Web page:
Edgar Kaiser Sr.

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Edgar Kaiser Sr.
Born Edgar Fosburgh Kaiser Sr.
(1908-07-29)July 29, 1908
Seattle, Washington, U.S.
Died December 7, 1981(1981-12-07) (aged 73)
Oakland, California
Occupation industrialist
  • Susan Mead (July 10, 1908 – June 24, 1974)
  • Nina McCormick (Nov. 2, 1920 – July 4, 2013)
  • Edgar Kaiser Jr., Henry and Kim
  • Carlyn Kaiser Stark, Becky Drobac and Gretchen Gudgell
Parent(s) Henry J. Kaiser & Bess Fosburgh Kaiser (1886–1951)
Awards Presidential Medal of Freedom

Edgar Fosburgh Kaiser Sr. (July 29, 1908 – December 7, 1981) was an American industrialist, who was Chairman of Kaiser Aluminum and Chemical Corporation, the Kaiser Cement Corporation and the Kaiser Steel Corporation.

Edgar was born in Seattle and spent his youth growing on construction camps of his father Henry J. Kaiser. He gained experience fulfilling junior roles in the associated construction sites, but opted to study economics when he attended the University of California. In 1930 he left in his final year without graduating, but with his father's approval. He went to work on pipeline construction. Then in 1932 he moved on work on the Boulder Dam.[1] Here he started as a shovel foreman before being promoted to superintendent of canyon excavation. He then moved on to working on the Bonneville Dam.[1][2]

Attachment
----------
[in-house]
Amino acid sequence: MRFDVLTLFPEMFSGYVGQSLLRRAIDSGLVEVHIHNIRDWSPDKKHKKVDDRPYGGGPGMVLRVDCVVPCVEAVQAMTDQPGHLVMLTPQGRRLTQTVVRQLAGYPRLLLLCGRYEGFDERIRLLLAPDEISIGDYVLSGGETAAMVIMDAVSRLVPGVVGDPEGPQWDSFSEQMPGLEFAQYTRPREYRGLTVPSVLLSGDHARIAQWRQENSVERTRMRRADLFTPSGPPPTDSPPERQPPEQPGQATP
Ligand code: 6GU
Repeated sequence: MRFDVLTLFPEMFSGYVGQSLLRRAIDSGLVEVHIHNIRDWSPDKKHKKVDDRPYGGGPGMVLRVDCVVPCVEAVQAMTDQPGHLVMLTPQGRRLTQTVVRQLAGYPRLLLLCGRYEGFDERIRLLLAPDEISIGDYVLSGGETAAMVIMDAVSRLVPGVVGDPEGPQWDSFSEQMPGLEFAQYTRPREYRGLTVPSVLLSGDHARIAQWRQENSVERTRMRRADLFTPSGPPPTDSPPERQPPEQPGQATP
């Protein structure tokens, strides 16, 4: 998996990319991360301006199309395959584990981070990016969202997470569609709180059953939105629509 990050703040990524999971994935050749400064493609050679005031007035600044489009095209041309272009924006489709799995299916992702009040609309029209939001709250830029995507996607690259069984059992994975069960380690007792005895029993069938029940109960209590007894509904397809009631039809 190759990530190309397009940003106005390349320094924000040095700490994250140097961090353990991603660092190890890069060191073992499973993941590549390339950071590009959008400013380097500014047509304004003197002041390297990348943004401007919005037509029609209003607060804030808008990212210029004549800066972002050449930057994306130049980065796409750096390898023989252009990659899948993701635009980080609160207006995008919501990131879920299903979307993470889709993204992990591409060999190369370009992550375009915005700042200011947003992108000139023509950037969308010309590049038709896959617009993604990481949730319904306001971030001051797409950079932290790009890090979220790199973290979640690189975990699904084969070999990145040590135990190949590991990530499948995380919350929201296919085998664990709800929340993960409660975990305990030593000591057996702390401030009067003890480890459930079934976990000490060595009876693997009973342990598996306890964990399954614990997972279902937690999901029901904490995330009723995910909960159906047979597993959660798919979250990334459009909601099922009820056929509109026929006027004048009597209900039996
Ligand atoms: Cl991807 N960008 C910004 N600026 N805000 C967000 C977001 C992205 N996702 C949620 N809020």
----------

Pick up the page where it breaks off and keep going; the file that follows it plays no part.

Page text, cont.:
In 1941 Edgar was appointed Vice-President and General Manager of Kaiser Shipyards responsible for building ships from prefabricated parts in the context of the Second World War as part of the Emergency Shipbuilding program.[3] In 1947, he was appointed General Manager of the Kaiser-Frazer Corporation which was where his father's corporation produced cars.[1]

Kaiser received the Award of Excellence from Engineering News-Record for his service under President Lyndon Johnson on the Committee on Urban Housing.[4] His work on this committee to increase the availability of housing for low- and moderate-income families earned him the Medal of Freedom.[1]


  1. ^ a b c d Kennedy, Shawn G. (13 December 1981). "Edgar F. Kaiser dies at age 73; headed vast family corporation". New York Times.
  2. ^ Herman, Arthur. Freedom's Forge: How American Business Produced Victory in World War II, pp. 42, 48, 55-6, 108, Random House, New York, NY. ISBN 978-1-4000-6964-4.
  3. ^ Herman, Arthur. Freedom's Forge: How American Business Produced Victory in World War II, pp. 132-4, 180-9, Random House, New York, NY. ISBN 978-1-4000-6964-4.
  4. ^ Lewis, Scott (April 20, 2015), "ENR Marks 50 Years of Excellence", Engineering News-Record, New York: Dodge Data & Analytics, vol. 274 no. 11, pp. 42–56, ISSN 0891-9526
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